To confuse matters further, her reliance on Eastern mysticism is inconsistent and ahistorical. By citing variously the Vedas (1400 BC to 800 BC), the Bhagavad Gita (c. 200 BC), and the Śaivism in Kashmir (in fact, a movement originating at the end of the ninth century AD), while quoting specifically Abhinavagupta, a teacher of the tenth century AD, Freeman gives the false impressions that Indian mysticism is monolithically nondual, and conversely, that Western is dual. Actually, the entire question is much more complex. As W. T. Stace explains in “Pantheism, Dualism, and Monism,” the fourth chapter of his Mysticism and Philosophy, in addition to the nondual approaches—those which Freeman instantiates—India has also produced dualistic explanations of the mystical experience; in contrast, Western, especially Christian, mystics have likely been inhibited by their governing religious institutions. According to Stace, ↤ 1 Some misconceptions need to be clarified. First, Spinoza, though a pantheist, was not a mystic. More important, Tantric Śaivism in Kashmir was not a purely nondual philosophy, but developed from the confrontation between the nondualistic traditions of Trika and the Krama, and the dualistic Śaiva Siddhanta. According to Alexis Sanderson, “This nondualistic tradition with its relatively sect-neutral metaphysics has generally been called Kashmir Śaivism. This term, however, obscures the fact that in the tenth and eleventh centuries, the period of most of our Śaiva literature, it was the [dualistic] Śaiva Siddhanta that was the dominant Śaiva doctrine” (16).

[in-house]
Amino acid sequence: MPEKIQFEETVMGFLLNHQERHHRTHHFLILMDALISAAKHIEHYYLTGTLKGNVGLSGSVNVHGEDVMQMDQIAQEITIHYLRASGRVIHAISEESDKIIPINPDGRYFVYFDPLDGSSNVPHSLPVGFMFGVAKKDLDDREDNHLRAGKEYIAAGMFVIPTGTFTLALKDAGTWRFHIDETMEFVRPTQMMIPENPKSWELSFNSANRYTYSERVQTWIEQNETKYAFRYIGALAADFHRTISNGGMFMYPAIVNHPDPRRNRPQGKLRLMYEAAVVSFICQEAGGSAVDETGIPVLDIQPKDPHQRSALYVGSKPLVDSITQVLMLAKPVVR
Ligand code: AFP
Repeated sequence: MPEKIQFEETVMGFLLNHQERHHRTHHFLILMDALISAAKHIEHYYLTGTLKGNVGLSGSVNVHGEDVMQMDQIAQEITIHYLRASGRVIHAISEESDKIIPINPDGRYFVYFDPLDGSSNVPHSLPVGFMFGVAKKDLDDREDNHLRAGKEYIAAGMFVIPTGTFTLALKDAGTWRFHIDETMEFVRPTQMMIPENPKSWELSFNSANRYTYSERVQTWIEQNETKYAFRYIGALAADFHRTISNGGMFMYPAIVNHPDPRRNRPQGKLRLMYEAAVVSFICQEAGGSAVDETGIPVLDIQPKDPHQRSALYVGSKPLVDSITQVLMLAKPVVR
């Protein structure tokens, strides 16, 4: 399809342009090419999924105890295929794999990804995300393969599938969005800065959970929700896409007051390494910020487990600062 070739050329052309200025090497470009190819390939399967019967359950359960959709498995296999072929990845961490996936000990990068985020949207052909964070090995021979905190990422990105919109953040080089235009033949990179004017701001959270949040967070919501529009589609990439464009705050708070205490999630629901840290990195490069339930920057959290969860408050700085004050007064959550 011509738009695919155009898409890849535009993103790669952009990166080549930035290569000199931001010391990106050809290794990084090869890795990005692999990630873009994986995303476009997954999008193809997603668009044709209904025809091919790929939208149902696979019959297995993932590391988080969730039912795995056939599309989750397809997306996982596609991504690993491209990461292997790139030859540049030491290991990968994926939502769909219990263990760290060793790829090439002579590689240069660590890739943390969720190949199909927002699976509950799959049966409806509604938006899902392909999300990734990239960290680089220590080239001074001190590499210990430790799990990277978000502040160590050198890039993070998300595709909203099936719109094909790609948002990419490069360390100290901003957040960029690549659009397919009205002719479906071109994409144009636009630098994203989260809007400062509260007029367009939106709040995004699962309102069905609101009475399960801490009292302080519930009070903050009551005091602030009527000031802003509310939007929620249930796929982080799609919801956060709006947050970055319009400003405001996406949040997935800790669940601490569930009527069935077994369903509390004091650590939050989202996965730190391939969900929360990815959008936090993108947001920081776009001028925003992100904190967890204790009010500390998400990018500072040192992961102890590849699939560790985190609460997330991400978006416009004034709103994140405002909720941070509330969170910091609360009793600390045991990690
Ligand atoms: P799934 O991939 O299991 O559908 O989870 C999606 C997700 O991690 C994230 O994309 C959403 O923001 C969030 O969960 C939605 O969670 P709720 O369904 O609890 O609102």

Although the Christian mystics themselves can generally be quoted—in their most decisive passages—on the side of dualism, it remains a question whether this would have been their view if they were not overborne and subjected to threats by the theologians and the ecclesiastical authorities of the Church. (219)1begin page 100 |
This explanation could be applied to Blake as well, for even though, as Freeman notes, Andrew Lincoln interprets the revisions of Nights the Seventh [a] and [b] as revealing “A Christian Vision,” it can be argued, as she says, “that the revisions do not reveal that Blake ever doubted the nondual relationship between the human and divine that replaces the traditional Christian one” (179n20). The problem is that Freeman does not provide the necessary intellectual contexts for these contentions.